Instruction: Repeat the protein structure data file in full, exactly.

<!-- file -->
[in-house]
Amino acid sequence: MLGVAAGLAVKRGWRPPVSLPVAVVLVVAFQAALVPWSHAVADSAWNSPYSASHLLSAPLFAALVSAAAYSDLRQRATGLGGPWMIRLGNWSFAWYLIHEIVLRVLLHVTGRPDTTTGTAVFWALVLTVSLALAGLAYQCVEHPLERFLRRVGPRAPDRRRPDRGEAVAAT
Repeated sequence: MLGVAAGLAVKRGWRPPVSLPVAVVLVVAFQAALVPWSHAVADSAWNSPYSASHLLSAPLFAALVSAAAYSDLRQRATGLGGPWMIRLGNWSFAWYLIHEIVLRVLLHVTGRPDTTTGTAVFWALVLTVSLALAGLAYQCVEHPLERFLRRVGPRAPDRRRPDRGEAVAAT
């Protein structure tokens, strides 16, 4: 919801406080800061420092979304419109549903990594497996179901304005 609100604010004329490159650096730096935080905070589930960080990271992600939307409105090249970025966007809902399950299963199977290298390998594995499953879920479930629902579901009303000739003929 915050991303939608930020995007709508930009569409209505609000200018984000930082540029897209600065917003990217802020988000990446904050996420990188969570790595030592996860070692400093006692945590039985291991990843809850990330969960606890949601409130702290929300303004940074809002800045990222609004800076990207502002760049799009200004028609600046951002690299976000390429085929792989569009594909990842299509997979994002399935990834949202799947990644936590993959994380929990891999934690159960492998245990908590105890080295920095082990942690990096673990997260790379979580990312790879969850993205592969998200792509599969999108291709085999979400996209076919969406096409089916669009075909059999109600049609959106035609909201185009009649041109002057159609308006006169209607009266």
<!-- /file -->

[in-house]
Amino acid sequence: MLGVAAGLAVKRGWRPPVSLPVAVVLVVAFQAALVPWSHAVADSAWNSPYSASHLLSAPLFAALVSAAAYSDLRQRATGLGGPWMIRLGNWSFAWYLIHEIVLRVLLHVTGRPDTTTGTAVFWALVLTVSLALAGLAYQCVEHPLERFLRRVGPRAPDRRRPDRGEAVAAT
Repeated sequence: MLGVAAGLAVKRGWRPPVSLPVAVVLVVAFQAALVPWSHAVADSAWNSPYSASHLLSAPLFAALVSAAAYSDLRQRATGLGGPWMIRLGNWSFAWYLIHEIVLRVLLHVTGRPDTTTGTAVFWALVLTVSLALAGLAYQCVEHPLERFLRRVGPRAPDRRRPDRGEAVAAT
């Protein structure tokens, strides 16, 4: 919801406080800061420092979304419109549903990594497996179901304005 609100604010004329490159650096730096935080905070589930960080990271992600939307409105090249970025966007809902399950299963199977290298390998594995499953879920479930629902579901009303000739003929 915050991303939608930020995007709508930009569409209505609000200018984000930082540029897209600065917003990217802020988000990446904050996420990188969570790595030592996860070692400093006692945590039985291991990843809850990330969960606890949601409130702290929300303004940074809002800045990222609004800076990207502002760049799009200004028609600046951002690299976000390429085929792989569009594909990842299509997979994002399935990834949202799947990644936590993959994380929990891999934690159960492998245990908590105890080295920095082990942690990096673990997260790379979580990312790879969850993205592969998200792509599969999108291709085999979400996209076919969406096409089916669009075909059999109600049609959106035609909201185009009649041109002057159609308006006169209607009266």